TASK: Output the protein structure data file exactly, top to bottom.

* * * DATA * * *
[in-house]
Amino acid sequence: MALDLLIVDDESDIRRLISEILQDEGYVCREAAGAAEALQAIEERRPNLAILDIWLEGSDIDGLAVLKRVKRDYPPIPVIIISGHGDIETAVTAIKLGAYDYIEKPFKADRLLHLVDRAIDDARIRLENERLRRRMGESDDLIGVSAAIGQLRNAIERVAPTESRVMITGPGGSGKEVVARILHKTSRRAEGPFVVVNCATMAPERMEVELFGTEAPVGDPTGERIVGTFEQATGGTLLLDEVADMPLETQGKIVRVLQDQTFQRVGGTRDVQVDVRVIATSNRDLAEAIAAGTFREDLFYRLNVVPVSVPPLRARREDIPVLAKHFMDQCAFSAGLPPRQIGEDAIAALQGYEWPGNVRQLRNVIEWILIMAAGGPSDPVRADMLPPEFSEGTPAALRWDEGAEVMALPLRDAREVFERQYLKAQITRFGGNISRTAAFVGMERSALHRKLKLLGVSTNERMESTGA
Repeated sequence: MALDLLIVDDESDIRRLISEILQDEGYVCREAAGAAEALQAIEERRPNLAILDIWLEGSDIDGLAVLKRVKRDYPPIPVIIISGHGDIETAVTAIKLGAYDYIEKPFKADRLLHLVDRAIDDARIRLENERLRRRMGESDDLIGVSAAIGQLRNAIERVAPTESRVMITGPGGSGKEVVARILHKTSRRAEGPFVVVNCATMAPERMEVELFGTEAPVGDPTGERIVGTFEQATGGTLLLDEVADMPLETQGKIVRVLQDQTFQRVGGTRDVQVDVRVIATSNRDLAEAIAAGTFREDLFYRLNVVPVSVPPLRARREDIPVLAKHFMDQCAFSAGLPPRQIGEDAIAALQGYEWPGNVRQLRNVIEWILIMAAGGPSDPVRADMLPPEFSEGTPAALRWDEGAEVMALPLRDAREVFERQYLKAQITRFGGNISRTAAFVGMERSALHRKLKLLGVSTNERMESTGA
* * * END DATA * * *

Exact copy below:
[in-house]
Amino acid sequence: MALDLLIVDDESDIRRLISEILQDEGYVCREAAGAAEALQAIEERRPNLAILDIWLEGSDIDGLAVLKRVKRDYPPIPVIIISGHGDIETAVTAIKLGAYDYIEKPFKADRLLHLVDRAIDDARIRLENERLRRRMGESDDLIGVSAAIGQLRNAIERVAPTESRVMITGPGGSGKEVVARILHKTSRRAEGPFVVVNCATMAPERMEVELFGTEAPVGDPTGERIVGTFEQATGGTLLLDEVADMPLETQGKIVRVLQDQTFQRVGGTRDVQVDVRVIATSNRDLAEAIAAGTFREDLFYRLNVVPVSVPPLRARREDIPVLAKHFMDQCAFSAGLPPRQIGEDAIAALQGYEWPGNVRQLRNVIEWILIMAAGGPSDPVRADMLPPEFSEGTPAALRWDEGAEVMALPLRDAREVFERQYLKAQITRFGGNISRTAAFVGMERSALHRKLKLLGVSTNERMESTGA
Repeated sequence: MALDLLIVDDESDIRRLISEILQDEGYVCREAAGAAEALQAIEERRPNLAILDIWLEGSDIDGLAVLKRVKRDYPPIPVIIISGHGDIETAVTAIKLGAYDYIEKPFKADRLLHLVDRAIDDARIRLENERLRRRMGESDDLIGVSAAIGQLRNAIERVAPTESRVMITGPGGSGKEVVARILHKTSRRAEGPFVVVNCATMAPERMEVELFGTEAPVGDPTGERIVGTFEQATGGTLLLDEVADMPLETQGKIVRVLQDQTFQRVGGTRDVQVDVRVIATSNRDLAEAIAAGTFREDLFYRLNVVPVSVPPLRARREDIPVLAKHFMDQCAFSAGLPPRQIGEDAIAALQGYEWPGNVRQLRNVIEWILIMAAGGPSDPVRADMLPPEFSEGTPAALRWDEGAEVMALPLRDAREVFERQYLKAQITRFGGNISRTAAFVGMERSALHRKLKLLGVSTNERMESTGA